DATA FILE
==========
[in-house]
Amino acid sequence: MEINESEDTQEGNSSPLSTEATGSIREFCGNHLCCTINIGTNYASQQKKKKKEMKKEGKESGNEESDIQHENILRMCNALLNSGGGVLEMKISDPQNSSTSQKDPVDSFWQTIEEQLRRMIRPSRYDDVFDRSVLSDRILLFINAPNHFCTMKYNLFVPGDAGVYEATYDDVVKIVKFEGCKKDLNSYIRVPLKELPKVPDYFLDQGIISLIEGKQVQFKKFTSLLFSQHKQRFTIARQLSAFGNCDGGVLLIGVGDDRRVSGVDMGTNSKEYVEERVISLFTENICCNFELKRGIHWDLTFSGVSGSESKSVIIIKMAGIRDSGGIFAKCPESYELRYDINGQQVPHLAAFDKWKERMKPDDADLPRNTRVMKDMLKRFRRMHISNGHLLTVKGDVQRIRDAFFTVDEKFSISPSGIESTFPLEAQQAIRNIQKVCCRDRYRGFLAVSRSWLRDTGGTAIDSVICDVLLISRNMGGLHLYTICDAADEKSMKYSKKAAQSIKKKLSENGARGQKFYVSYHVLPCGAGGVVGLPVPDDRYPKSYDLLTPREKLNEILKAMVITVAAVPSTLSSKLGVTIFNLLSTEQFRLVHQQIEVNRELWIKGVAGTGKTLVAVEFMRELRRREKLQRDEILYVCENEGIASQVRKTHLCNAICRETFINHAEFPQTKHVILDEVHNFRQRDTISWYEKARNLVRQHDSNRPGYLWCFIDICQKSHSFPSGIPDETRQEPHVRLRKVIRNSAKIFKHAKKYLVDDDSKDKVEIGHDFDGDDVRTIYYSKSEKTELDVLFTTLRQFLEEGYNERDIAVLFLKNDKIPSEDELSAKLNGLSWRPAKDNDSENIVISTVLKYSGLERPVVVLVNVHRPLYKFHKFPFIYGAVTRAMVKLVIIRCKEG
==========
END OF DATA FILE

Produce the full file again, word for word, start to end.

[in-house]
Amino acid sequence: MEINESEDTQEGNSSPLSTEATGSIREFCGNHLCCTINIGTNYASQQKKKKKEMKKEGKESGNEESDIQHENILRMCNALLNSGGGVLEMKISDPQNSSTSQKDPVDSFWQTIEEQLRRMIRPSRYDDVFDRSVLSDRILLFINAPNHFCTMKYNLFVPGDAGVYEATYDDVVKIVKFEGCKKDLNSYIRVPLKELPKVPDYFLDQGIISLIEGKQVQFKKFTSLLFSQHKQRFTIARQLSAFGNCDGGVLLIGVGDDRRVSGVDMGTNSKEYVEERVISLFTENICCNFELKRGIHWDLTFSGVSGSESKSVIIIKMAGIRDSGGIFAKCPESYELRYDINGQQVPHLAAFDKWKERMKPDDADLPRNTRVMKDMLKRFRRMHISNGHLLTVKGDVQRIRDAFFTVDEKFSISPSGIESTFPLEAQQAIRNIQKVCCRDRYRGFLAVSRSWLRDTGGTAIDSVICDVLLISRNMGGLHLYTICDAADEKSMKYSKKAAQSIKKKLSENGARGQKFYVSYHVLPCGAGGVVGLPVPDDRYPKSYDLLTPREKLNEILKAMVITVAAVPSTLSSKLGVTIFNLLSTEQFRLVHQQIEVNRELWIKGVAGTGKTLVAVEFMRELRRREKLQRDEILYVCENEGIASQVRKTHLCNAICRETFINHAEFPQTKHVILDEVHNFRQRDTISWYEKARNLVRQHDSNRPGYLWCFIDICQKSHSFPSGIPDETRQEPHVRLRKVIRNSAKIFKHAKKYLVDDDSKDKVEIGHDFDGDDVRTIYYSKSEKTELDVLFTTLRQFLEEGYNERDIAVLFLKNDKIPSEDELSAKLNGLSWRPAKDNDSENIVISTVLKYSGLERPVVVLVNVHRPLYKFHKFPFIYGAVTRAMVKLVIIRCKEG